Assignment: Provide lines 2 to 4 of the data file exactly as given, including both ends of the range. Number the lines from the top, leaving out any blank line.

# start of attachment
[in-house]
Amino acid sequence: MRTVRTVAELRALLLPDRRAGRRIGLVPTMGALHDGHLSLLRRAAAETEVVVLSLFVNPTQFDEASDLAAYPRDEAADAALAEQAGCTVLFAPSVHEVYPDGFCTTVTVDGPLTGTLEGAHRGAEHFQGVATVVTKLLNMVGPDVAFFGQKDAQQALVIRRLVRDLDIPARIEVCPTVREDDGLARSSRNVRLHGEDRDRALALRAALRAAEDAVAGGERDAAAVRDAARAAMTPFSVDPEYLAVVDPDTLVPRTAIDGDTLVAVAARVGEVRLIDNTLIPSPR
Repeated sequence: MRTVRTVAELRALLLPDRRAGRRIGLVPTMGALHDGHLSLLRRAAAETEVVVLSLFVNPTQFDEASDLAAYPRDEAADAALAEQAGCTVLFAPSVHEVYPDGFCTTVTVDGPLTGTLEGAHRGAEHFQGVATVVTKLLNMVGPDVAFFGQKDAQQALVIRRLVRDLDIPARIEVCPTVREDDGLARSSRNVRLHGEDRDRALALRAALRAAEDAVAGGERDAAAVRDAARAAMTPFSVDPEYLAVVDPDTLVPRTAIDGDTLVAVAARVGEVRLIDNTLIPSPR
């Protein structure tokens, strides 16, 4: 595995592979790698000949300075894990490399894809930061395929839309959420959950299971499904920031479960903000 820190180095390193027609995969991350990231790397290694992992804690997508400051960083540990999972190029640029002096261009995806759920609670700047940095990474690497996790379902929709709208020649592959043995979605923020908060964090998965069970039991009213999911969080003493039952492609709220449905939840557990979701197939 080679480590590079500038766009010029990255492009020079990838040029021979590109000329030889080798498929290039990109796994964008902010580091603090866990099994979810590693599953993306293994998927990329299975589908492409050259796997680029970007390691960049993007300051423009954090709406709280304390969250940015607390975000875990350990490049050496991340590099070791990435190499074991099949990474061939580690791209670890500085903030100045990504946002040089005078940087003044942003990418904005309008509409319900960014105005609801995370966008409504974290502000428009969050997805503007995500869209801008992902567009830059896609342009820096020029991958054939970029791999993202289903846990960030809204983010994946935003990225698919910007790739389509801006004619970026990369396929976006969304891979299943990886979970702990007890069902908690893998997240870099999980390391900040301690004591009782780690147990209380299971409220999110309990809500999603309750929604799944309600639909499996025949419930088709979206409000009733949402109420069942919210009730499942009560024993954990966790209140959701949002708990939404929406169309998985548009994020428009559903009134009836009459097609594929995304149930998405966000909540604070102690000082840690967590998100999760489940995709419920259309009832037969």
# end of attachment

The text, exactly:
Amino acid sequence: MRTVRTVAELRALLLPDRRAGRRIGLVPTMGALHDGHLSLLRRAAAETEVVVLSLFVNPTQFDEASDLAAYPRDEAADAALAEQAGCTVLFAPSVHEVYPDGFCTTVTVDGPLTGTLEGAHRGAEHFQGVATVVTKLLNMVGPDVAFFGQKDAQQALVIRRLVRDLDIPARIEVCPTVREDDGLARSSRNVRLHGEDRDRALALRAALRAAEDAVAGGERDAAAVRDAARAAMTPFSVDPEYLAVVDPDTLVPRTAIDGDTLVAVAARVGEVRLIDNTLIPSPR
Repeated sequence: MRTVRTVAELRALLLPDRRAGRRIGLVPTMGALHDGHLSLLRRAAAETEVVVLSLFVNPTQFDEASDLAAYPRDEAADAALAEQAGCTVLFAPSVHEVYPDGFCTTVTVDGPLTGTLEGAHRGAEHFQGVATVVTKLLNMVGPDVAFFGQKDAQQALVIRRLVRDLDIPARIEVCPTVREDDGLARSSRNVRLHGEDRDRALALRAALRAAEDAVAGGERDAAAVRDAARAAMTPFSVDPEYLAVVDPDTLVPRTAIDGDTLVAVAARVGEVRLIDNTLIPSPR
């Protein structure tokens, strides 16, 4: 595995592979790698000949300075894990490399894809930061395929839309959420959950299971499904920031479960903000 820190180095390193027609995969991350990231790397290694992992804690997508400051960083540990999972190029640029002096261009995806759920609670700047940095990474690497996790379902929709709208020649592959043995979605923020908060964090998965069970039991009213999911969080003493039952492609709220449905939840557990979701197939 080679480590590079500038766009010029990255492009020079990838040029021979590109000329030889080798498929290039990109796994964008902010580091603090866990099994979810590693599953993306293994998927990329299975589908492409050259796997680029970007390691960049993007300051423009954090709406709280304390969250940015607390975000875990350990490049050496991340590099070791990435190499074991099949990474061939580690791209670890500085903030100045990504946002040089005078940087003044942003990418904005309008509409319900960014105005609801995370966008409504974290502000428009969050997805503007995500869209801008992902567009830059896609342009820096020029991958054939970029791999993202289903846990960030809204983010994946935003990225698919910007790739389509801006004619970026990369396929976006969304891979299943990886979970702990007890069902908690893998997240870099999980390391900040301690004591009782780690147990209380299971409220999110309990809500999603309750929604799944309600639909499996025949419930088709979206409000009733949402109420069942919210009730499942009560024993954990966790209140959701949002708990939404929406169309998985548009994020428009559903009134009836009459097609594929995304149930998405966000909540604070102690000082840690967590998100999760489940995709419920259309009832037969």